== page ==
In 1984, the Guinean President Lansana Conté first seized power through a coup, and after that won three elections. In 2006, Transparency International ranked Guinea as the most corrupt country in Africa. Also in 2006, labor and trade union alliances launched two general strikes, protesting the economic misery in Guinea and the government in general.
Grenada under the dictatorship of Eric Gairy suffered from economic deterioration and widespread corruption. In the face of domestic repression, support for the Left built strength during events leading up to the creation of the New Jewel Movement (NJM). In November 1970, 30 nurses staged a non-violent protest demonstration against poor working conditions at St. George’s General Hospital, their place of work. They were joined by youth groups, trade unions, and school children. Police responded by teargasing demonstrators and arresting 22 nurses.
Ghana was the first African country south of the Sahara to gain its independence. The process aimed at African representation had begun as early as the 1920s and under the post-World War II Constitution African parties were allowed to contest elections. But the British tended to favor cooperation with conservative African chiefs and a small intellectual elite, who no longer represented the people as a whole.
In the 1950s, many young Fijians moved from far-flung island villages to Suva, the largest city of this small British colony. In Suva, they found a stagnant economy that was unable to provide work for the influx of residents. For those lucky enough to find employment, the de facto minimum wage was less than the cost of living. The British colonial government was not concerned about labor unrest, however—racial barriers had always served to dampen dissent. Fiji was populated at this time by a mix of local Fijians, Europeans, and laborers from India and elsewhere in As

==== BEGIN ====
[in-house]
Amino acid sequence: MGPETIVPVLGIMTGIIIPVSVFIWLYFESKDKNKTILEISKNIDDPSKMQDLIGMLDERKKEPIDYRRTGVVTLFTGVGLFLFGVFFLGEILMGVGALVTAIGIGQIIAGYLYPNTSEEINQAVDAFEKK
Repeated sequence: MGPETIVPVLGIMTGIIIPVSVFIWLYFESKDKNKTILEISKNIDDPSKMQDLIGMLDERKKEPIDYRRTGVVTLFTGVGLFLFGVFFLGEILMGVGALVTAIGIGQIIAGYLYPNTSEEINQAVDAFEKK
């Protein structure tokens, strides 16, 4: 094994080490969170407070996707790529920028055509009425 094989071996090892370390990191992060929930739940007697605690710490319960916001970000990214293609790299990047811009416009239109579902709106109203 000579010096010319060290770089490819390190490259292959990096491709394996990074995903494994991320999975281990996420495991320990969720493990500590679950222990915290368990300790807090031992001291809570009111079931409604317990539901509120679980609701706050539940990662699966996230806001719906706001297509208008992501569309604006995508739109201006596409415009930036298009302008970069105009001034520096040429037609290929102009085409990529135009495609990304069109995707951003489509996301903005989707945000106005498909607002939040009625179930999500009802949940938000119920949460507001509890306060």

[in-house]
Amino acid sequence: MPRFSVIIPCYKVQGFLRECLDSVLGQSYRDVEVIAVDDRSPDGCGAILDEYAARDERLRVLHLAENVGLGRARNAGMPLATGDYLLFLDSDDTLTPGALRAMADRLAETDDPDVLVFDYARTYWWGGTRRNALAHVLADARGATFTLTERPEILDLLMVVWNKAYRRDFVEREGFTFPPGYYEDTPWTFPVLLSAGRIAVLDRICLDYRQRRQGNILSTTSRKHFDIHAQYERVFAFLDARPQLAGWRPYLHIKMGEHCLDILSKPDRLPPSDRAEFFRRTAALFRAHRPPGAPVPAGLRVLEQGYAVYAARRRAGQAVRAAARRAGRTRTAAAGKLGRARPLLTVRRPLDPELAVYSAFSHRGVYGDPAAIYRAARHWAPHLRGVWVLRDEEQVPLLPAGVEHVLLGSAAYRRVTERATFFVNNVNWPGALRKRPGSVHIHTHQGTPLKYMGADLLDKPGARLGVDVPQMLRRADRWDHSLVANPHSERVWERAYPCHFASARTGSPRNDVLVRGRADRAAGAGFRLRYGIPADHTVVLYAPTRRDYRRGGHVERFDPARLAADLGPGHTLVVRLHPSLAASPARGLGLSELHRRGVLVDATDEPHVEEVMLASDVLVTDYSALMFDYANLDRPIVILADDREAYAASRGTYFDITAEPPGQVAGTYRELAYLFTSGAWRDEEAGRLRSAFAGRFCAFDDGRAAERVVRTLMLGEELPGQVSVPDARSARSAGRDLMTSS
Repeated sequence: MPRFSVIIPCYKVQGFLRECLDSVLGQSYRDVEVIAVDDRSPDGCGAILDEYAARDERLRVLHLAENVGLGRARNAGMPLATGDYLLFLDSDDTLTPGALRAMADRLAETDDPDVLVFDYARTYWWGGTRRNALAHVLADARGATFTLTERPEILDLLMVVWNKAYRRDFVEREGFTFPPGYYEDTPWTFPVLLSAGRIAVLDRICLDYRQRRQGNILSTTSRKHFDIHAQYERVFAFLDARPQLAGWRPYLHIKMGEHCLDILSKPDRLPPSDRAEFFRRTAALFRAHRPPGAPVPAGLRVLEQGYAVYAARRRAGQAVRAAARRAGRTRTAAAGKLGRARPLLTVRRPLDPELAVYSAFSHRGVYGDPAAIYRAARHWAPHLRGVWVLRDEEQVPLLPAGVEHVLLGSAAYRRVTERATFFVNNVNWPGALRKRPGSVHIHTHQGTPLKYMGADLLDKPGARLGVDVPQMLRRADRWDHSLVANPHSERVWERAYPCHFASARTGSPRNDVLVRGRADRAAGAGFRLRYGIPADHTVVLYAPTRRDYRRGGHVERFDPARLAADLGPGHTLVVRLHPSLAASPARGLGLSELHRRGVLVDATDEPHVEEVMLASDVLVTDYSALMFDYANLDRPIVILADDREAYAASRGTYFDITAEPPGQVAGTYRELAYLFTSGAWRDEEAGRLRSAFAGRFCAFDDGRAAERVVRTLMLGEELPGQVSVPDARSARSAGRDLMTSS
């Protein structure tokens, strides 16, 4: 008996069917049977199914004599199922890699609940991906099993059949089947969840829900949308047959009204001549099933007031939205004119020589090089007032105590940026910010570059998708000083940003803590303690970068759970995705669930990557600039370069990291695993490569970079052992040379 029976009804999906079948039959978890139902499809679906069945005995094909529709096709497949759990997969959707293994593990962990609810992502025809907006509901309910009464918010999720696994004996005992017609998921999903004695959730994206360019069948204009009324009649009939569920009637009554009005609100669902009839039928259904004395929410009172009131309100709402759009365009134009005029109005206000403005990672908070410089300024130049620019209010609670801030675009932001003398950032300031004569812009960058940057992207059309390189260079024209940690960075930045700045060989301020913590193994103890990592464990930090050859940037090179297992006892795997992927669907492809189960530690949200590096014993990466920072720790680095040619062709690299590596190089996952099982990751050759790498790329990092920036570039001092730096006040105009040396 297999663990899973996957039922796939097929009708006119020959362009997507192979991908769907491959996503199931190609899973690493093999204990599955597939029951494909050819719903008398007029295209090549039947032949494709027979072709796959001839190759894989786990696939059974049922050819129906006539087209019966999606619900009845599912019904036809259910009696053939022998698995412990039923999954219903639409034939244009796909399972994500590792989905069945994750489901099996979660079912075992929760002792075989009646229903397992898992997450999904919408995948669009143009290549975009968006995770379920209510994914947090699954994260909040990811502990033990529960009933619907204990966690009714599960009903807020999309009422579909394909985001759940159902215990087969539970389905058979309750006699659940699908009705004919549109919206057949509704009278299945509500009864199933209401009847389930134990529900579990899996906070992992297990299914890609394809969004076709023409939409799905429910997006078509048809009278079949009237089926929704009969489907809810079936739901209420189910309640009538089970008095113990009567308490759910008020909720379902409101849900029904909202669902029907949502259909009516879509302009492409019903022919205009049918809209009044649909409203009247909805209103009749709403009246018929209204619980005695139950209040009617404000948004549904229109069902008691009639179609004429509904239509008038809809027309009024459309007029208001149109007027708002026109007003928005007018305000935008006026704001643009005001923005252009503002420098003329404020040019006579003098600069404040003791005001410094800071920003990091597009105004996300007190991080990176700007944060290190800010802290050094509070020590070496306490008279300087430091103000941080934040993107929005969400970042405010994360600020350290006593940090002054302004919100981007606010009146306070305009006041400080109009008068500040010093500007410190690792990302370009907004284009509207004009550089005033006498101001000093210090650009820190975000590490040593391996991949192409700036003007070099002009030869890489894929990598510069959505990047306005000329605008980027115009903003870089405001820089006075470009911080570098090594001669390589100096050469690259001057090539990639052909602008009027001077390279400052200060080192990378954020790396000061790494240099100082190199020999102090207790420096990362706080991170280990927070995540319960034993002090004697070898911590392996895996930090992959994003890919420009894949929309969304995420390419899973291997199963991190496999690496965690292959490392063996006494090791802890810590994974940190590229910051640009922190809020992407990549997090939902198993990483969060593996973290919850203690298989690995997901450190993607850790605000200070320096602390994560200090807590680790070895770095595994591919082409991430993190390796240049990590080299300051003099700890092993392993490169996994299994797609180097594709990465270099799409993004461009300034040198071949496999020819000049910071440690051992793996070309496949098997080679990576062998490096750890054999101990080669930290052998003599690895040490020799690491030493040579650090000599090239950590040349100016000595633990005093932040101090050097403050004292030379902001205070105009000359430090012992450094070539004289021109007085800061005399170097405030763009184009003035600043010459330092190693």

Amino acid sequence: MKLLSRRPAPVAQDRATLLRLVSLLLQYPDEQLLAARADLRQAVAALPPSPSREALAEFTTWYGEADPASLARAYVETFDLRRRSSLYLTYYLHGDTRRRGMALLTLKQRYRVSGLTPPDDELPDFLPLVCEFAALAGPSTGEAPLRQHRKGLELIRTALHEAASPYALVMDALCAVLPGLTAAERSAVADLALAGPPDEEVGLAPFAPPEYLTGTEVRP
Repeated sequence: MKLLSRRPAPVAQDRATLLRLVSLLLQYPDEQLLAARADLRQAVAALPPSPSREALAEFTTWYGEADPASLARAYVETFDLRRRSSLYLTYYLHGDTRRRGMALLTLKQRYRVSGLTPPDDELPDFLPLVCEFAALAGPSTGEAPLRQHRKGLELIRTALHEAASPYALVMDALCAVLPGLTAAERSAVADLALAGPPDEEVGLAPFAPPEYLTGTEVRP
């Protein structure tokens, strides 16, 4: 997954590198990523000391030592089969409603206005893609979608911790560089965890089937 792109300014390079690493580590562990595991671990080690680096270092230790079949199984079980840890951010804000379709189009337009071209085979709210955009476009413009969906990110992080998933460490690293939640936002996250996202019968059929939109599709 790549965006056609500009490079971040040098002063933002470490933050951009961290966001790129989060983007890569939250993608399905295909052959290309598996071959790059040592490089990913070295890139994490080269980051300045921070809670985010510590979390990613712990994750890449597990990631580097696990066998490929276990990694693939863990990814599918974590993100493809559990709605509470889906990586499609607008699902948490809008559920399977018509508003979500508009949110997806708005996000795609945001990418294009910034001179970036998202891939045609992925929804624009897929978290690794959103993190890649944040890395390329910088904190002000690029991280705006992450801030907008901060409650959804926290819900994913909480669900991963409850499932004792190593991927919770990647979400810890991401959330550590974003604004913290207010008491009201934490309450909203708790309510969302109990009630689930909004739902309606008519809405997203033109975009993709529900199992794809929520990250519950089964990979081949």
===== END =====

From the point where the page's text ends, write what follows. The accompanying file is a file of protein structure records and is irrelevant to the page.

Before the start of the 20th century, there were about 62,000 Indians living in South Africa, including the British colonies of Natal and the Cape, and the Boer republics of Transvaal and the Orange Free State (OFS). Most Indians were indentured laborers or newly freed laborers.
Madagascar was officially proclaimed a colony of France in 1896, and gained independence in June 1960. For the first couple decades following independence, one-party rule and political turmoil, including violent and nonviolent struggle, characterized the country.